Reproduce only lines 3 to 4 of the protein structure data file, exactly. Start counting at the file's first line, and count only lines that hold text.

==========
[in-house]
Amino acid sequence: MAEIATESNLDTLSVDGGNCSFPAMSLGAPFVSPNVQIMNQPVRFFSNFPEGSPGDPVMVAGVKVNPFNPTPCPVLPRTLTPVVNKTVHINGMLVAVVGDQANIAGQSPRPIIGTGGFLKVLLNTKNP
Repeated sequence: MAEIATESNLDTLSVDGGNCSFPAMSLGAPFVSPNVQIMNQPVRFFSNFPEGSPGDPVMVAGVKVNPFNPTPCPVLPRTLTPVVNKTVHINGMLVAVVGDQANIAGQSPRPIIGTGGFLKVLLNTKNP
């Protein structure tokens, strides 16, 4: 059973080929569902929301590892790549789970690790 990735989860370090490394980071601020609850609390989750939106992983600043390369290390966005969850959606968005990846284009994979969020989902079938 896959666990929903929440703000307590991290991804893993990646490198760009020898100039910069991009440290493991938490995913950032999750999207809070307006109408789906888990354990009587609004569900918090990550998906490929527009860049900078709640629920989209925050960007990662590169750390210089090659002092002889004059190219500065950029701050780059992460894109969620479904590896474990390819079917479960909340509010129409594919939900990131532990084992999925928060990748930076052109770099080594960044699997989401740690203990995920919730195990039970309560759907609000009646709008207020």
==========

Repeated sequence: MAEIATESNLDTLSVDGGNCSFPAMSLGAPFVSPNVQIMNQPVRFFSNFPEGSPGDPVMVAGVKVNPFNPTPCPVLPRTLTPVVNKTVHINGMLVAVVGDQANIAGQSPRPIIGTGGFLKVLLNTKNP
């Protein structure tokens, strides 16, 4: 059973080929569902929301590892790549789970690790 990735989860370090490394980071601020609850609390989750939106992983600043390369290390966005969850959606968005990846284009994979969020989902079938 896959666990929903929440703000307590991290991804893993990646490198760009020898100039910069991009440290493991938490995913950032999750999207809070307006109408789906888990354990009587609004569900918090990550998906490929527009860049900078709640629920989209925050960007990662590169750390210089090659002092002889004059190219500065950029701050780059992460894109969620479904590896474990390819079917479960909340509010129409594919939900990131532990084992999925928060990748930076052109770099080594960044699997989401740690203990995920919730195990039970309560759907609000009646709008207020």